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Subject: Re: "Ungrateful roles" and why
From: RAYMOND GOUIN <[log in to unmask]>
Reply-To:RAYMOND GOUIN <[log in to unmask]>
Date:Fri, 9 Dec 2016 19:56:23 -0500
Content-Type:text/plain
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To start with, I don't like the term "ungrateful roles".  Beginning with the quoted line that started this string, how are we to know that Turridu has been killed unless we are told?  Varnay did not think the line ungrateful or that singing it was beneath her.  When, in her later years, she was singing Mama Lucia and the soprano scheduled to sing the line became ill, Varnay asked for and received permission to sing the line herself.  Can you imagine what it was like in the theater that night?


I have always been grateful to Giordano for the way that he gave extra lines (beyond those necessary to continue the story line) to the singers in supporting roles.  Look at the brief but delightful music that he gave to Bersi.


On stage, in the vast Shakespeare cannon, there are some lines or scenes that are traditionally cut, purportedly because they are out of tune to modern ears.  But get the right director and actor together, it's a different story and you see that Shakespeare knew what he was doing.  That does not mean hamming it  up.  It means that you know how to act and/or direct.


Returning to opera and on a personal note, the witches act in Verdi's Macbeth is frequently cut.  The ballet is almost always cut.  But I would give my right arm to direct that act and no one who saw it would ever forget it.  :)


Best.

Ray


***

> 
>     On December 9, 2016 at 6:56 PM Isaac Alan <[log in to unmask]> wrote:
> 
>     I am also in line with James and Bob. We have a saying in the theatre regarding small parts and small players.
> 
>     It is surprising how many so called ungrateful roles, are actually pivotal, vital, and when given grateful treatment by the artist, quite fulfilling even in their brevity.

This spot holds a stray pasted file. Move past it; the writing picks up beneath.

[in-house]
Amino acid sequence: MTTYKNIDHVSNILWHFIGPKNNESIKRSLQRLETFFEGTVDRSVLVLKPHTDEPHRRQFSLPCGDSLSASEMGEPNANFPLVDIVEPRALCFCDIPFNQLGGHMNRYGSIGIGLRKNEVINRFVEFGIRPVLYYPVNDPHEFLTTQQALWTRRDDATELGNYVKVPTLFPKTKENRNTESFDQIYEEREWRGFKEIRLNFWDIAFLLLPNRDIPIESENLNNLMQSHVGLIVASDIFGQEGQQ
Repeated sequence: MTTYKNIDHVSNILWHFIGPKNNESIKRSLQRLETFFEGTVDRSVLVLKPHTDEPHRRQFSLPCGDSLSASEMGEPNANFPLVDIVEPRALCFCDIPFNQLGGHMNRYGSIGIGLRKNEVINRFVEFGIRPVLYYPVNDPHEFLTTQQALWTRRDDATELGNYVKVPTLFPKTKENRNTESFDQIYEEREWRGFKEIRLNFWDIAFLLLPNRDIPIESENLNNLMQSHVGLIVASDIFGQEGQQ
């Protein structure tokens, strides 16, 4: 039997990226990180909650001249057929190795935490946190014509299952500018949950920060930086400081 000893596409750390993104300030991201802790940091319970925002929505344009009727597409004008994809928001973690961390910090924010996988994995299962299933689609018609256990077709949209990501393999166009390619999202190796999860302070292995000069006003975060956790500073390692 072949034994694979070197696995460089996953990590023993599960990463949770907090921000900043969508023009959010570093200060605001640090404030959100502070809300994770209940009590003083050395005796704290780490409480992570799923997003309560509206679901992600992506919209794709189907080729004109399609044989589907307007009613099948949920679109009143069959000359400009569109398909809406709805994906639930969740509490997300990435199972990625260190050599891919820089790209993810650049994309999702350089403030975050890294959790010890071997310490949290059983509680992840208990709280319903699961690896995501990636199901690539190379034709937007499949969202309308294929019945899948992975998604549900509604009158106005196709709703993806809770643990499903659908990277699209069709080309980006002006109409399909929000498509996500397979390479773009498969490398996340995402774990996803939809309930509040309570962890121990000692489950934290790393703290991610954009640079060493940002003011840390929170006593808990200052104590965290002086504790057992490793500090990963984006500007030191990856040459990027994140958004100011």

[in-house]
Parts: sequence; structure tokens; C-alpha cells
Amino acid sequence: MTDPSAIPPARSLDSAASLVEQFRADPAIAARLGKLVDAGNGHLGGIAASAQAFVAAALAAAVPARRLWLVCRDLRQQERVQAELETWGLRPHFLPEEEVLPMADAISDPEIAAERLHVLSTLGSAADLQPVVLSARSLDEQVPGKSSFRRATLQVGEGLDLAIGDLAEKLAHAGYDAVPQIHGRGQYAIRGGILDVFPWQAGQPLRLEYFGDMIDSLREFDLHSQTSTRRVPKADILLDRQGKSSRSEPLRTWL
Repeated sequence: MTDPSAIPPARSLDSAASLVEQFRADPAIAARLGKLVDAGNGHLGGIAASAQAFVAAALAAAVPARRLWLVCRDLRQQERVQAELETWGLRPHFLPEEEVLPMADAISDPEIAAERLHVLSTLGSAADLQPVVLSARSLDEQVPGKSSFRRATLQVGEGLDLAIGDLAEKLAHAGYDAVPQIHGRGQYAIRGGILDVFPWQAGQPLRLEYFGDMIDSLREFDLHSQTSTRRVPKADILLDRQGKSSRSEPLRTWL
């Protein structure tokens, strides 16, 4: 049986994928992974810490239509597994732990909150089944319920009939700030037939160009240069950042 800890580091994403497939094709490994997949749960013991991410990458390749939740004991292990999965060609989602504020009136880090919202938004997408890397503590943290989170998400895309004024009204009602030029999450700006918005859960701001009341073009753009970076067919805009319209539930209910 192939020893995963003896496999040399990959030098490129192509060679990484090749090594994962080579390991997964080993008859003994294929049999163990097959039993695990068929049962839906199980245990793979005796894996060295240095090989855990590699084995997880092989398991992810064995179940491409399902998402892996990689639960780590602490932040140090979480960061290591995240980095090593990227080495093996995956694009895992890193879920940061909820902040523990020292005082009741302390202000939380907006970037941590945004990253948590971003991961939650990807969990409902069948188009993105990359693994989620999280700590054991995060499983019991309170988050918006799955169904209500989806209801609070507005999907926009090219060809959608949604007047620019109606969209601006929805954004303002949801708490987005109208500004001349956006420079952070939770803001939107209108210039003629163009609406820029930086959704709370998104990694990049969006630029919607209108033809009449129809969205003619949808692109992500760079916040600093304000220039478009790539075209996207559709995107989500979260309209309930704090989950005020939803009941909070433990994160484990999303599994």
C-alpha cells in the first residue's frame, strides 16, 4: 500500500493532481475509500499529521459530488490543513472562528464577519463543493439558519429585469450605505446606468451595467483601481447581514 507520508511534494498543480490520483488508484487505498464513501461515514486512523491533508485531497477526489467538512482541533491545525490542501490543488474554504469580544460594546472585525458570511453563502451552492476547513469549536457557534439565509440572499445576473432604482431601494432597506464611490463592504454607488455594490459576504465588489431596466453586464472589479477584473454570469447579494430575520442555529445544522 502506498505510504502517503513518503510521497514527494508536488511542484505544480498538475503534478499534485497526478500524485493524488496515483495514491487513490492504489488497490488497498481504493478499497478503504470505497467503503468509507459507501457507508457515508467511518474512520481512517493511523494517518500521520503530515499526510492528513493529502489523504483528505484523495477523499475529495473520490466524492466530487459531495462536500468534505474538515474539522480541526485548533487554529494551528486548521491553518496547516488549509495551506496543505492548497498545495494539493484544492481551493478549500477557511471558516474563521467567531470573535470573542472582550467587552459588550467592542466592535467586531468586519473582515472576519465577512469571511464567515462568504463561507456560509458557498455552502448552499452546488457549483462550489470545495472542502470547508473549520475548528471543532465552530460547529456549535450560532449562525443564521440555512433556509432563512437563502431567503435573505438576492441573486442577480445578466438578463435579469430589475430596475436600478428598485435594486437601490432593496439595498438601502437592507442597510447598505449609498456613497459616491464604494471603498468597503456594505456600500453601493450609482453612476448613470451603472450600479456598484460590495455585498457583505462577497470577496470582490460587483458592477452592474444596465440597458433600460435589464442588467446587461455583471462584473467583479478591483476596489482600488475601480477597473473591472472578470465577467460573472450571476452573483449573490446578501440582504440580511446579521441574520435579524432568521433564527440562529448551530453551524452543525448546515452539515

> 
>     Regards,
> 
>     Isaac Alan
> 
>     ________________________________
>     From: Discussion of opera and related issues <[log in to unmask]> on behalf of James Bodge <[log in to unmask]>
>     Sent: Thursday, 8 December 2016 10:55 PM
>     To: [log in to unmask]
>     Subject: Re: "Ungrateful roles" and why
> 
>     Bob is spot on with his asessment of the quality of various roles,
>     except that I would call Telramund a terrific role. Check out Schoffler,
>     Schorr, McIntyrer or Stewart, as well as the great Hermannn Uhde. A good
>     singer can enliven any part - even the AIDA Messenger.
> 
>     I''m an actor who specializes in just these kind of "ensemble", or
>     supporting, roles. They are very rewarding assignments in the way they
>     dominate for a few minutes and then revert to a quieter place in the show.
> 
>     There are even rewards in parts like Morales in CARMEN. You'll only
>     notice him if he is bad.
> 
>     Jim Bodge
> 
>     On 12/6/2016 2:46 PM, Bob Rideout wrote:
> 
>         > > 
> >         Wow! I'm on a different planet, or somethin'.
> >         I think Brangane is a very grateful role, if you can sing it.
> >         Christa Ludwig and Tatiana Troyanos are only two who
> >         left indelible marks.
> > 
> >         And a great Amonasro will be remembered for a looooong
> >         time if he can pull off "pensa che un popolo, vinto,
> >         straziato. Per te soltanto risorger puo". When sung with the
> >         right tone and intensity, it can be the most memorable moment
> >         in the opera.
> > 
> >         I agree about Telramund, except when Hermann Uhde sang it.
> >         A performance never to be forgotten! It was frightening. He was
> >         utterly magnificent.
> > 
> >         Bob
> > 
> >     > 
>     --
>     James Bodge
> 
>     You only need two things: WD-40 and Duct Tape. If something moves and
>     it shouldn't, use the Duct Tape. If it won't move and it should, use
>     the WD-40.
> 
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